26/Ord/C Luke 16: 19-31 The Rich Man and Lazarus
I spent a couple of weeks with my sisters and niece in England this past summer----at the end of our time together, they flew home and I stayed on for a few days to visit friends. It was my last day in London, and because it was Sunday, I headed out for mass----there was a terrible traffic jam all over the city because of a bike race, so the Tube was very crowded---which made me arrive later to church than I wanted to---I slid into a pew right as mass was beginning. That’s late for me. I ended up sitting next to a little old man who was obviously homeless. He nodded at me as I sat down. For a brief second, I thought about moving, because he smelled so bad, but there was nowhere that I could go. So, I took a deep breath, and stayed put. The little old man was also obviously Catholic---he knew all the prayers by heart. The music was not the best, and the homily was not memorable, and I didn’t know anyone---all of which made me homesick for the preaching, music and community that is here. When it came time for the collection, I dug in my purse for some money to put into the collection. It’s always interesting to me to see how other Catholic parishes do things---the ushers had collection bags, which they did NOT pass down the pew. No……they came and stood in front of you and held the bag for you and glared until you put something in it. I looked up from my purse to see the usher standing right in front of me with the collection bag held out to me---I put some bills in and then he stepped over to the man who was sitting next to me and held the bag in front of him. The man looked up at the usher with tears in his eyes and said in a strained voice, “I got nothing.” My heart broke. I forgot that he smelled bad and was kicking myself for even noticing that, because now I realized that I was sitting next to Lazarus in the flesh. Mass continued as usual, but I was horribly distracted by what had just happened. The man went to communion, but didn’t step back into what was now ‘our’ pew—he stood in the aisle. When I looked up after the period of silent prayer, he was gone. So as mass ended, I ran out the door to see if I could find him to ask if he needed something to eat. I finally spotted him a block away, but with traffic and the crowds, he soon disappeared. It was too late. He has been haunting my prayer ever since.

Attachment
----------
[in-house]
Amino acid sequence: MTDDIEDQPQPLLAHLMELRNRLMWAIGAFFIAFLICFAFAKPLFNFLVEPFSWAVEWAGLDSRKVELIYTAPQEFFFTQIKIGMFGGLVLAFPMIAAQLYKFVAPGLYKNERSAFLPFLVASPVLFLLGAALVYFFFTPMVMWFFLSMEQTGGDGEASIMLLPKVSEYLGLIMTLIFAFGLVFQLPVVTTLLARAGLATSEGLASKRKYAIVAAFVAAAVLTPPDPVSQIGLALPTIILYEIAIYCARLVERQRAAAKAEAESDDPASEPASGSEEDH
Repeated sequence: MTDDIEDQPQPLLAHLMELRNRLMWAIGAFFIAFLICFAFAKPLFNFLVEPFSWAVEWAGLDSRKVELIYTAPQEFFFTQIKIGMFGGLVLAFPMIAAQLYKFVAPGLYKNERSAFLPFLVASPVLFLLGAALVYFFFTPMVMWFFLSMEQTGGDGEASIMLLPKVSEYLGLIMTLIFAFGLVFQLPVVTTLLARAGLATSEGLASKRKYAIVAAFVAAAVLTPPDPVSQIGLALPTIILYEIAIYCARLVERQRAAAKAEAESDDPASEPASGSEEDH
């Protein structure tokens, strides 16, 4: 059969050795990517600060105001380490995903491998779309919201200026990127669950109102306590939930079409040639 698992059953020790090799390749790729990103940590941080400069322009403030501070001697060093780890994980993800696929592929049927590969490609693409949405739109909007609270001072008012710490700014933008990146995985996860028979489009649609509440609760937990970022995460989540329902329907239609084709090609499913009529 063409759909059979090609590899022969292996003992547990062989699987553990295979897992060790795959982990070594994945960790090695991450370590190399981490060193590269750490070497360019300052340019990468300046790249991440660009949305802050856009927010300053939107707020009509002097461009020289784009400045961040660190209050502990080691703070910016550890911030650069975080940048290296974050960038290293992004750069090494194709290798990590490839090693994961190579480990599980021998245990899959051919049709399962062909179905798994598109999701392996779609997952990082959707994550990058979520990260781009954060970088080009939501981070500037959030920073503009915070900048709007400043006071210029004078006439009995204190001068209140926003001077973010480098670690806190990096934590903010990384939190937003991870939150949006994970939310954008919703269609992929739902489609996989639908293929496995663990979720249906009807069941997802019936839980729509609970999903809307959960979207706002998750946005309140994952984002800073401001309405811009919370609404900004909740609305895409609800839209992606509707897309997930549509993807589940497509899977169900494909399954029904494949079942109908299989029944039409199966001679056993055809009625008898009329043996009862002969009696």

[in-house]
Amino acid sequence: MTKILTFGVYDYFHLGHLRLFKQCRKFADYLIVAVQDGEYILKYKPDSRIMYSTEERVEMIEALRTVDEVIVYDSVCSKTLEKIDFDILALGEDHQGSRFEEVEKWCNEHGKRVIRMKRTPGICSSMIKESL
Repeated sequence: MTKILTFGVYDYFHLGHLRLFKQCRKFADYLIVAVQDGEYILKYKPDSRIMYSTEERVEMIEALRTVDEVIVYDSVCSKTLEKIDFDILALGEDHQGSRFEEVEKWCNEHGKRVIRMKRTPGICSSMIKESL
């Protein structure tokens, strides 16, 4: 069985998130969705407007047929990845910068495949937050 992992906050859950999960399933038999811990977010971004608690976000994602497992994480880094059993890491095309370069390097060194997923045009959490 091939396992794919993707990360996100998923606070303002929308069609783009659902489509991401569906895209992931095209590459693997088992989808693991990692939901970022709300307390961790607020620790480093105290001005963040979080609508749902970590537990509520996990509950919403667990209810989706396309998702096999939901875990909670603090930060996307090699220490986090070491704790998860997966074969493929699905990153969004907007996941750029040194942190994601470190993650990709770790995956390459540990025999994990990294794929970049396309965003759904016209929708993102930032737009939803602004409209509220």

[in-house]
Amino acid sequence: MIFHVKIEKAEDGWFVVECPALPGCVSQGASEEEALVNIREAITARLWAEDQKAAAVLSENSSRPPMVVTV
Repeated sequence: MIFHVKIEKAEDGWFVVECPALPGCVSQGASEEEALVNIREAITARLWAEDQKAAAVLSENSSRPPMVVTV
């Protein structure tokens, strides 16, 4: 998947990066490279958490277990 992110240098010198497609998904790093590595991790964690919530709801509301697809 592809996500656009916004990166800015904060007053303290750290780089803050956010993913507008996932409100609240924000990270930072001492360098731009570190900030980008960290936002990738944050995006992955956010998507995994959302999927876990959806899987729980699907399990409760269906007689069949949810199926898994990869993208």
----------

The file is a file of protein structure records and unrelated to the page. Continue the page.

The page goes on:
Last Sunday's gospel warned us that we shouldn’t make money into a god---this week's gospel shows us what happens when we do. When money, or possessions, or other stuff become more important to us than anything else----we become less than we are called to be. What do the rich man and Lazarus have in common? Not much, except for this-----both of them die. Death is the great equalizer. It’s only when the rich man dies that he starts to clue in to what he missed in life. Too little, too late.